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Navajo

or Navaho

[nav-uh-hoh, nah-vuh-] /ˈnæv əˌhoʊ, ˈnɑ və-/
noun, plural Navajos, Navajoes (especially collectively) Navajo for 1.
1.
a member of the principal tribe of the southern division of the Athabaskan stock of North American Indians, located in New Mexico and Arizona, and now constituting the largest tribal group in the U.S.
2.
the Athabaskan language of the Navajo.
adjective
3.
of, relating to, or characteristic of the Navajo, their language, or their culture:
a Navajo blanket.
Dictionary.com Unabridged
Based on the Random House Dictionary, © Random House, Inc. 2017.
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Examples from the Web for navajos
Historical Examples
  • After the navajos had gone to rest we listened to some Mormon songs by Jacob's party.

    A Canyon Voyage Frederick S. Dellenbaugh
  • He was accompanied by friendly Pai Utes, who hated the navajos.

    A Canyon Voyage Frederick S. Dellenbaugh
  • Then I buy blankets of the navajos, which they make dirt cheap now.

    Justin Wingate, Ranchman John H. Whitson
  • I have business to see after far away, beyond the country of the navajos.

    Lone Pine

    R. B. (Richard Baxter) Townshend
  • Why, if the navajos was to run off his sheep it'd bust him wide open.

    Lone Pine

    R. B. (Richard Baxter) Townshend
  • And why was this debate between the American and the navajos so stubborn and tedious?

    Lone Pine

    R. B. (Richard Baxter) Townshend
  • It was clear that his way of putting it had a great effect on the navajos.

    Lone Pine

    R. B. (Richard Baxter) Townshend
  • He's gone off hunting navajos, and he's too jealous of her to leave her there by herself.

    Lone Pine

    R. B. (Richard Baxter) Townshend
  • It was Manuelita returning, accompanied by Stephens and the navajos.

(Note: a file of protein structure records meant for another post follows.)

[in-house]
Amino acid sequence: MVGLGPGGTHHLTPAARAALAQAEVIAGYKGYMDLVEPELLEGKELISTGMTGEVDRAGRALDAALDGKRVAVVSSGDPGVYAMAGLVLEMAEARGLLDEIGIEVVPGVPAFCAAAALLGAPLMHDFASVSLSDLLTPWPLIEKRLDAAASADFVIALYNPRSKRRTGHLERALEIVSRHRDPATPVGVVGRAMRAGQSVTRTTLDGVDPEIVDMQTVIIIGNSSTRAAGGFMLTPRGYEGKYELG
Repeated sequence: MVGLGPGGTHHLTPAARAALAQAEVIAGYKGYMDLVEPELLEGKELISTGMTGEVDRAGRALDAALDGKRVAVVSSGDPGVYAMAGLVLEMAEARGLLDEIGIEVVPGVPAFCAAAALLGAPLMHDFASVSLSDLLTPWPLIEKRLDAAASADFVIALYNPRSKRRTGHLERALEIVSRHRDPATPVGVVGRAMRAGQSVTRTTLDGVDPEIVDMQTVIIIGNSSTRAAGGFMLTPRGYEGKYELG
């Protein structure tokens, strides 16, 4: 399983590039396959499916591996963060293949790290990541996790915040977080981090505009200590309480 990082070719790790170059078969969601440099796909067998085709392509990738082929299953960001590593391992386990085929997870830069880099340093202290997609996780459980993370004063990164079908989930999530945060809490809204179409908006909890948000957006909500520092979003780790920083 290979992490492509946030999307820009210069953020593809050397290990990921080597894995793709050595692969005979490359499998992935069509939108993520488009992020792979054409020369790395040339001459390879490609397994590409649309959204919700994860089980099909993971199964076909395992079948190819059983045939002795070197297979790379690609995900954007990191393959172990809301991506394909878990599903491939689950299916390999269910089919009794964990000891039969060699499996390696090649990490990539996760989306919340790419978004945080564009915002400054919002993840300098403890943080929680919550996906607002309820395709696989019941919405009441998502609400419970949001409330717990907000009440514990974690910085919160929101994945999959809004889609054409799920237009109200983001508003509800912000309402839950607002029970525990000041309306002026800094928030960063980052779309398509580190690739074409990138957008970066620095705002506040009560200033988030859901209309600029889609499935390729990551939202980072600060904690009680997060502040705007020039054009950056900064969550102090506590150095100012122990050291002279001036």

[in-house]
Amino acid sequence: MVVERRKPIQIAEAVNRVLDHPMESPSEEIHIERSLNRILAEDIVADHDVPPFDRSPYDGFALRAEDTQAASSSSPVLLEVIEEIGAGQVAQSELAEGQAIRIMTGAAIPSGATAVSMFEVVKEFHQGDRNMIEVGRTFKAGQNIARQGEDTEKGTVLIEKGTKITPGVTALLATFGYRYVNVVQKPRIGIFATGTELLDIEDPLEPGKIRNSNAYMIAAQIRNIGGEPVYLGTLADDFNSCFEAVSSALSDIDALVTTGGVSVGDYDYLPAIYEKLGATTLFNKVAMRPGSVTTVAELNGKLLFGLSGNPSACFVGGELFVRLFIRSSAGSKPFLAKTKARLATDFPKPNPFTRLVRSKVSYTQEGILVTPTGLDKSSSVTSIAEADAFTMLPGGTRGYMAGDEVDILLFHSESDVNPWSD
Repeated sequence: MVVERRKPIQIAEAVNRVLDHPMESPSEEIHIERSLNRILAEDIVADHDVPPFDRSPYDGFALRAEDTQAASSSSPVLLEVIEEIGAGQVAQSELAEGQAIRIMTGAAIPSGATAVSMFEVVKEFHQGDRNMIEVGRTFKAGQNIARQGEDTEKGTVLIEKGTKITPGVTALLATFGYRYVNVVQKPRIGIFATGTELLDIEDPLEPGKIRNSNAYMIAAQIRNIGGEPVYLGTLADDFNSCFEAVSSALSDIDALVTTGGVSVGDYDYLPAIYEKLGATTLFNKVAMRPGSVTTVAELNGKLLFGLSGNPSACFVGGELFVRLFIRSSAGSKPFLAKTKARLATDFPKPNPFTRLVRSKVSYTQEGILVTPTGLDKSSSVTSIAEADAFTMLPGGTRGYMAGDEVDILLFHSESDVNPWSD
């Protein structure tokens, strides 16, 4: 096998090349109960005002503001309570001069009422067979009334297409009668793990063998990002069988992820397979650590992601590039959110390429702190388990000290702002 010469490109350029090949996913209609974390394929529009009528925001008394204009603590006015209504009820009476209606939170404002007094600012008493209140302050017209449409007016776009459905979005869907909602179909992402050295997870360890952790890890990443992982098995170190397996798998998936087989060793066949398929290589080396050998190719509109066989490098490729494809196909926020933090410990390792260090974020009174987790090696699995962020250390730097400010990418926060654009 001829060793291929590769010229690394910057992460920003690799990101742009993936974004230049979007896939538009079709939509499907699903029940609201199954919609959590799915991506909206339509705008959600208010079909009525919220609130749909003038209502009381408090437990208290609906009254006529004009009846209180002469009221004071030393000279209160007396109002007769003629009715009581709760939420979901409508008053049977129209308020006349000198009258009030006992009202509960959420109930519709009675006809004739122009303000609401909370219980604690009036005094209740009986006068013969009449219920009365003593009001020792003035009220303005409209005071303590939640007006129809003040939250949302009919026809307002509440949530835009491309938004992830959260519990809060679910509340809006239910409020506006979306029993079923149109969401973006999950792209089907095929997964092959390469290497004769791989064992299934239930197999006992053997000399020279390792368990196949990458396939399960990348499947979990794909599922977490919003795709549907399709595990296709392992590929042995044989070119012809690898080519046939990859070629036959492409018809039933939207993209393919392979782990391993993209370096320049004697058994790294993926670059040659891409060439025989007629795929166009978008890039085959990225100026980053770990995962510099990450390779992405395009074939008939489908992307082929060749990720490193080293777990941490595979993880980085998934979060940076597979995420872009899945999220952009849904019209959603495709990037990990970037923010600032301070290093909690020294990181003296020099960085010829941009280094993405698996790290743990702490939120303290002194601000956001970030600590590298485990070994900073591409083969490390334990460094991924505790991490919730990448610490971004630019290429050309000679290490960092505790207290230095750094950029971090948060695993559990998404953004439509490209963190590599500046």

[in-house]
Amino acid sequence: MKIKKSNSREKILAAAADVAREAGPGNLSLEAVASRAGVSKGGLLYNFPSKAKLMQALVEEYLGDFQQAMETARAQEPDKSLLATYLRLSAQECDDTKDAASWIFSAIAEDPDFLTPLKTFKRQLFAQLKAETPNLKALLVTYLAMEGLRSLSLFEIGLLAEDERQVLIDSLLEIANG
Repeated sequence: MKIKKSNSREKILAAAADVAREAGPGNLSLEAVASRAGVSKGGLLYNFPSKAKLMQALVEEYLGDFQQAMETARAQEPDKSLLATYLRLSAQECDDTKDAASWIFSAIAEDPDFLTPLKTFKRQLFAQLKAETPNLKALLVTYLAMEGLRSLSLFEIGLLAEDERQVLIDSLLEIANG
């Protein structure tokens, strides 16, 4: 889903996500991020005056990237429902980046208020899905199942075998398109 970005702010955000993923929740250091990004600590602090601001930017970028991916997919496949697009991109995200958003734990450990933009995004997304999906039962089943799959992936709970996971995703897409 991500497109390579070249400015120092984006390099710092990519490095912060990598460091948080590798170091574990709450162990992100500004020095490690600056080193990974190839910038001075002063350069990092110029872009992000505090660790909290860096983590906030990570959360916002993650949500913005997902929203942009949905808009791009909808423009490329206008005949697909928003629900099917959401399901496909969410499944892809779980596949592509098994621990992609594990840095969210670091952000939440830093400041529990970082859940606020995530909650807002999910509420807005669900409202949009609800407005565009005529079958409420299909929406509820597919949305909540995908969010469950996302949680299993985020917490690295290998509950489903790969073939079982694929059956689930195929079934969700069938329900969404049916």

Lone Pine

    R. B. (Richard Baxter) Townshend
  • Suppose Stephens had got the secret of the mine from the navajos!

    Lone Pine

    R. B. (Richard Baxter) Townshend
Word Origin and History for navajos

Navajo

Athabaskan people and language, 1780, from Spanish Apaches de Nabaju (1629), from Tewa (Tanoan) Navahu, said to mean literally "large field" or "large planted field," containing nava "field" and hu "valley." Spanish Navajo was used 17c. in reference to the area now in northwestern New Mexico.

Online Etymology Dictionary, © 2010 Douglas Harper
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navajos in Culture
Navajos [(nav-uh-hohz, nah-vuh-hohz)]

A tribe of Native Americans, the most numerous in the United States. The Navajos have reservations in the Southwest.

Note: The Navajos were forced to move by United States troops under Kit Carson in 1864. They call the march, on which many died, the Long Walk.
Note: Today, they are known for their houses, called hogans, made of logs and earth; for their work as ranchers and shepherds; and for their skill in weaving distinctive blankets and fashioning turquoise and silver jewelry.
The American Heritage® New Dictionary of Cultural Literacy, Third Edition
Copyright © 2005 by Houghton Mifflin Company.
Published by Houghton Mifflin Company. All rights reserved.
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